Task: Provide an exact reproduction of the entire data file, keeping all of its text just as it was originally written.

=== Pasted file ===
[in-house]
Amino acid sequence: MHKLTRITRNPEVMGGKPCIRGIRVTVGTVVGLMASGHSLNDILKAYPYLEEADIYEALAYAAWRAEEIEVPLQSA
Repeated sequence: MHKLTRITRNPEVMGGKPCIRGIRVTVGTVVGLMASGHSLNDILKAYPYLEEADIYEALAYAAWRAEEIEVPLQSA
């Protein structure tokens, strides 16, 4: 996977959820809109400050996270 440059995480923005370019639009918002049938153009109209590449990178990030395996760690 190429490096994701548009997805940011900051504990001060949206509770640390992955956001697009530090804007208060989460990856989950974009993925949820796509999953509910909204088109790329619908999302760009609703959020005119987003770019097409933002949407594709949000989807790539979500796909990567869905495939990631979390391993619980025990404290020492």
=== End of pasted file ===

[in-house]
Amino acid sequence: MHKLTRITRNPEVMGGKPCIRGIRVTVGTVVGLMASGHSLNDILKAYPYLEEADIYEALAYAAWRAEEIEVPLQSA
Repeated sequence: MHKLTRITRNPEVMGGKPCIRGIRVTVGTVVGLMASGHSLNDILKAYPYLEEADIYEALAYAAWRAEEIEVPLQSA
């Protein structure tokens, strides 16, 4: 996977959820809109400050996270 440059995480923005370019639009918002049938153009109209590449990178990030395996760690 190429490096994701548009997805940011900051504990001060949206509770640390992955956001697009530090804007208060989460990856989950974009993925949820796509999953509910909204088109790329619908999302760009609703959020005119987003770019097409933002949407594709949000989807790539979500796909990567869905495939990631979390391993619980025990404290020492």